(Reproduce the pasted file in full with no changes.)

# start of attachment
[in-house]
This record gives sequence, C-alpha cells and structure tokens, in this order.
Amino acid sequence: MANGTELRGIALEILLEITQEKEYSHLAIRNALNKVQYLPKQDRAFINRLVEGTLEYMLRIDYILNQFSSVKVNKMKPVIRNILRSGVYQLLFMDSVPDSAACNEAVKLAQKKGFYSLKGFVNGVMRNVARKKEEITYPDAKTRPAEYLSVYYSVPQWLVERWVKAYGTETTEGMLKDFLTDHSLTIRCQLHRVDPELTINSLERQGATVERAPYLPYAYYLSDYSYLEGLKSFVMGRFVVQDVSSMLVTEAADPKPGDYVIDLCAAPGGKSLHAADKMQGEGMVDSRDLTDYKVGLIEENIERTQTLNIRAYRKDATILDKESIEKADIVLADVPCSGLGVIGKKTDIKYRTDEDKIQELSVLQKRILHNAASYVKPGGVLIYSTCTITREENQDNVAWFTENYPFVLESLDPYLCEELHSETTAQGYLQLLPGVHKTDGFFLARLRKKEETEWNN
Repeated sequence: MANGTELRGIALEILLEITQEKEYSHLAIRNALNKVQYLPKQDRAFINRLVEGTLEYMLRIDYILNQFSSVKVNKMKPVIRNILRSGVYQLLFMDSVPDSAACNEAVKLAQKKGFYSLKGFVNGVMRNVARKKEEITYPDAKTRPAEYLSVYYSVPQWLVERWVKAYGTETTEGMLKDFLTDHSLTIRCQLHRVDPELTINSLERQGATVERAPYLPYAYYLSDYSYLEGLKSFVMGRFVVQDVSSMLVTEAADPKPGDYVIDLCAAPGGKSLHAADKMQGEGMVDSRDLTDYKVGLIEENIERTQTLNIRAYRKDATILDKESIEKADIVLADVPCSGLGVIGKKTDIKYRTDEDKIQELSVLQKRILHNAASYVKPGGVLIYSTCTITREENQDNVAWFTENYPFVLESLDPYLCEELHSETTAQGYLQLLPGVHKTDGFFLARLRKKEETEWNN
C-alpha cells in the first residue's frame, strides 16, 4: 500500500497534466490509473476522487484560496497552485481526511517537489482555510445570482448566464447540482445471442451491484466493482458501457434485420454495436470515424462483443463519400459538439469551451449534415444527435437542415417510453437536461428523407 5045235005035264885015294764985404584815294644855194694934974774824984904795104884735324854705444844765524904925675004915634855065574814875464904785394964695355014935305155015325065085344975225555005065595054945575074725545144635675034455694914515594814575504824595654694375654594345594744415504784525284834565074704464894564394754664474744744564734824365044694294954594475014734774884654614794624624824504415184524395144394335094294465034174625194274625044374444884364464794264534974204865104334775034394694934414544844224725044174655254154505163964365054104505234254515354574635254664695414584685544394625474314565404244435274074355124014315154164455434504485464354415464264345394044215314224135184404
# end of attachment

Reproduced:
[in-house]
This record gives sequence, C-alpha cells and structure tokens, in this order.
Amino acid sequence: MANGTELRGIALEILLEITQEKEYSHLAIRNALNKVQYLPKQDRAFINRLVEGTLEYMLRIDYILNQFSSVKVNKMKPVIRNILRSGVYQLLFMDSVPDSAACNEAVKLAQKKGFYSLKGFVNGVMRNVARKKEEITYPDAKTRPAEYLSVYYSVPQWLVERWVKAYGTETTEGMLKDFLTDHSLTIRCQLHRVDPELTINSLERQGATVERAPYLPYAYYLSDYSYLEGLKSFVMGRFVVQDVSSMLVTEAADPKPGDYVIDLCAAPGGKSLHAADKMQGEGMVDSRDLTDYKVGLIEENIERTQTLNIRAYRKDATILDKESIEKADIVLADVPCSGLGVIGKKTDIKYRTDEDKIQELSVLQKRILHNAASYVKPGGVLIYSTCTITREENQDNVAWFTENYPFVLESLDPYLCEELHSETTAQGYLQLLPGVHKTDGFFLARLRKKEETEWNN
Repeated sequence: MANGTELRGIALEILLEITQEKEYSHLAIRNALNKVQYLPKQDRAFINRLVEGTLEYMLRIDYILNQFSSVKVNKMKPVIRNILRSGVYQLLFMDSVPDSAACNEAVKLAQKKGFYSLKGFVNGVMRNVARKKEEITYPDAKTRPAEYLSVYYSVPQWLVERWVKAYGTETTEGMLKDFLTDHSLTIRCQLHRVDPELTINSLERQGATVERAPYLPYAYYLSDYSYLEGLKSFVMGRFVVQDVSSMLVTEAADPKPGDYVIDLCAAPGGKSLHAADKMQGEGMVDSRDLTDYKVGLIEENIERTQTLNIRAYRKDATILDKESIEKADIVLADVPCSGLGVIGKKTDIKYRTDEDKIQELSVLQKRILHNAASYVKPGGVLIYSTCTITREENQDNVAWFTENYPFVLESLDPYLCEELHSETTAQGYLQLLPGVHKTDGFFLARLRKKEETEWNN
C-alpha cells in the first residue's frame, strides 16, 4: 500500500497534466490509473476522487484560496497552485481526511517537489482555510445570482448566464447540482445471442451491484466493482458501457434485420454495436470515424462483443463519400459538439469551451449534415444527435437542415417510453437536461428523407 5045235005035264885015294764985404584815294644855194694934974774824984904795104884735324854705444844765524904925675004915634855065574814875464904785394964695355014935305155015325065085344975225555005065595054945575074725545144635675034455694914515594814575504824595654694375654594345594744415504784525284834565074704464894564394754664474744744564734824365044694294954594475014734774884654614794624624824504415184524395144394335094294465034174625194274625044374444884364464794264534974204865104334775034394694934414544844224725044174655254154505163964365054104505234254515354574635254664695414584685544394625474314565404244435274074355124014315154164455434504485464354415464264345394044215314224135184404